I want to reassure you that this is not only intentional, but reflective of a “normal” school day. Just as routines and the classroom culture differ from one physical classroom to another, online learning classrooms each have their own personality. Our teachers are collaborating more than ever in this new way of teaching and learning. In an effort to meet both the academic and social/emotional needs of our students, teachers are taking turns focusing on the social and emotional needs of our students. So, some days the math lesson may begin with a longer introduction, a “how are you doing?”, or a “how was your weekend?” Other days, students will experience a full 30 minute math lesson. In this way, we hope to support our students’ social emotional needs as well as create forward learning opportunities.
As we enter the final weeks of the school year, our focus will shift beyond the here and now to the “what’s next?” Like you, we have questions about what school will look like in the fall. We are taking steps now to answer questions and resolve potential pitfalls before they become thorns for our students, staff, and families.
This week, our team began meeting with educators from Denmark, South Korea, and several other international schools that have either already reopened or will reopen shortly. We have also formed a consortium with districts throughout the United States to discuss plans for returning to school in the fall. Our goal is to learn from these schools and use their lessons learned to proactively plan for our own reopening in the fall. This includes a potential array of protocol changes to our arrival and dismissal procedures, cleaning practices, and more.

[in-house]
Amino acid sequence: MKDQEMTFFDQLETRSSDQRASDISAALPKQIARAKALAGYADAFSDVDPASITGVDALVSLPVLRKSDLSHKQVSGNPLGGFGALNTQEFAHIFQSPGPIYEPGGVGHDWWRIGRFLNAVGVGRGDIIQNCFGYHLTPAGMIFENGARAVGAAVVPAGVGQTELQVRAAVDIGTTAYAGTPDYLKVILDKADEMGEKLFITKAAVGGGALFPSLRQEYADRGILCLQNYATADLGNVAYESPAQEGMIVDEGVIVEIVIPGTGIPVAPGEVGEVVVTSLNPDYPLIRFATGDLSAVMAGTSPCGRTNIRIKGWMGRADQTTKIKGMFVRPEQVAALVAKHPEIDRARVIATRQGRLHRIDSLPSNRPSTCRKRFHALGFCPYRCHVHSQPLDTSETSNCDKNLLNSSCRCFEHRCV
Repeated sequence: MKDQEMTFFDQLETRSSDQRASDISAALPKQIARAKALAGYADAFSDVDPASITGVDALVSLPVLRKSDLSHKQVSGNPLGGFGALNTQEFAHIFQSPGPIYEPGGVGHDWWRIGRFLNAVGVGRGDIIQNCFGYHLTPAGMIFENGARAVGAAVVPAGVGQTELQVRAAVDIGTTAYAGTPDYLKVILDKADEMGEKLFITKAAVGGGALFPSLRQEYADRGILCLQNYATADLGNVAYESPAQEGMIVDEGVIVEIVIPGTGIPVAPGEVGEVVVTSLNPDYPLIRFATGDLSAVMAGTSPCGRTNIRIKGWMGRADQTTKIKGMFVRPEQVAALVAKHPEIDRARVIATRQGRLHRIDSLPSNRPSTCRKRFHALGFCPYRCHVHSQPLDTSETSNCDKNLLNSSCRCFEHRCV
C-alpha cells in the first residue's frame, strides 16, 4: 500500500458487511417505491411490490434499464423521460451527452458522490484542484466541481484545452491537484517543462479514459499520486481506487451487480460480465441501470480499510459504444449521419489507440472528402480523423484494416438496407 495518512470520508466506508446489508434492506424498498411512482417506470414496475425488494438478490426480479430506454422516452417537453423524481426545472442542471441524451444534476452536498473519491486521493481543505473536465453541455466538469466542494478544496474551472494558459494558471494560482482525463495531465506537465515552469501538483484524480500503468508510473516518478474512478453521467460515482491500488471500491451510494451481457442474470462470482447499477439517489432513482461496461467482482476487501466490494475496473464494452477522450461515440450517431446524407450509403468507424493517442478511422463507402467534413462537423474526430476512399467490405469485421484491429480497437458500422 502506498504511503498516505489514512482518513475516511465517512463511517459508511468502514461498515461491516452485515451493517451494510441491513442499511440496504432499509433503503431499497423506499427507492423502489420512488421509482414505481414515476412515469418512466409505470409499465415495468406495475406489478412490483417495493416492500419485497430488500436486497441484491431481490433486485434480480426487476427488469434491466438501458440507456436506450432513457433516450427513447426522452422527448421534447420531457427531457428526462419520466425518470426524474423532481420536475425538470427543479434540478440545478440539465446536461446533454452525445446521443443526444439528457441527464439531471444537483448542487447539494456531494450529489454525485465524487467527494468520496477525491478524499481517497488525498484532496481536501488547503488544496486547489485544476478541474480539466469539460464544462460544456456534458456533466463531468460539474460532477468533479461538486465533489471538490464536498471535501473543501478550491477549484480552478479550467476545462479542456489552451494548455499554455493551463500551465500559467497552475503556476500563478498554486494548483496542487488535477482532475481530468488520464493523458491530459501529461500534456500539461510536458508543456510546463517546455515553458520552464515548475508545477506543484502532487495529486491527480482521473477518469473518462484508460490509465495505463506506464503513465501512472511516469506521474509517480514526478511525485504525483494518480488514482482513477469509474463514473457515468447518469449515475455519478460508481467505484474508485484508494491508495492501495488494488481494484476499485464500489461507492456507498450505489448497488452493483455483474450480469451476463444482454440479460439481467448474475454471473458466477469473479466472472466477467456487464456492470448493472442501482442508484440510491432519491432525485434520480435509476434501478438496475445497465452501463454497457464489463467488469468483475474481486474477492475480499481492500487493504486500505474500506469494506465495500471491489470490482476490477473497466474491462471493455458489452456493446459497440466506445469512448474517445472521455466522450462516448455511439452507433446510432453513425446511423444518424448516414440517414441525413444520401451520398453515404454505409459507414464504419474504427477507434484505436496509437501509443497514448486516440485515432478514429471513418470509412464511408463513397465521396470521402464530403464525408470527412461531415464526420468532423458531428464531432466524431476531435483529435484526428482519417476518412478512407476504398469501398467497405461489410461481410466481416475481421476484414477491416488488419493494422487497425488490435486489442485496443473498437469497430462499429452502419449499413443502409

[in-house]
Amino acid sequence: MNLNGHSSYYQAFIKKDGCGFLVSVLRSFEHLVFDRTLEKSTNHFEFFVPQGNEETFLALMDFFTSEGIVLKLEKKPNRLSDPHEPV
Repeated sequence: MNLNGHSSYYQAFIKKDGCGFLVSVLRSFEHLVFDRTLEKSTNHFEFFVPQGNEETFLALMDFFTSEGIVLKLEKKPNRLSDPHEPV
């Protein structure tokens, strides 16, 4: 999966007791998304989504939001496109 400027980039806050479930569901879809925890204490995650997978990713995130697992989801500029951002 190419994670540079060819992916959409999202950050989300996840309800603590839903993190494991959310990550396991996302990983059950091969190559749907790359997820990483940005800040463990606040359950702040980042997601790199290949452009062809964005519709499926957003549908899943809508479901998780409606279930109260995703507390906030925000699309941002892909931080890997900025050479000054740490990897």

In addition to exploring plans for the fall, we are investigating ways to make a meaningful end to the school year for our students. The in-person learning experience ended abruptly this year and we know that students are feeling a strong sense of loss over the many events they did not have the opportunity to experience. Our teams are brainstorming ways in which we can honor our graduating seniors, support students who will experience a school change in the fall, and bring some of the normal spring “fun” (field days, class parties, concerts, etc.) to the new online school world.
It will take our whole community to support students, appropriately celebrate them, and bring the school year to a fun close. Therefore, we are taking a week away from surveys to create a survey that will ask students, staff, and families to provide feedback on the possibilities for emotional support, celebration, and many other items still in their infancy of planning.
I am confident that together, we can support all learners through the remainder of the school year and ensure they feel supported and welcomed when we return in the fall.
Tech Support Update
Our technology team has enjoyed supporting students, staff, and families and appreciated the feedback provided through the survey. In reviewing the survey data and use statistics, the following changes to our Help Desk Call Center will be implemented starting May 2, 2020: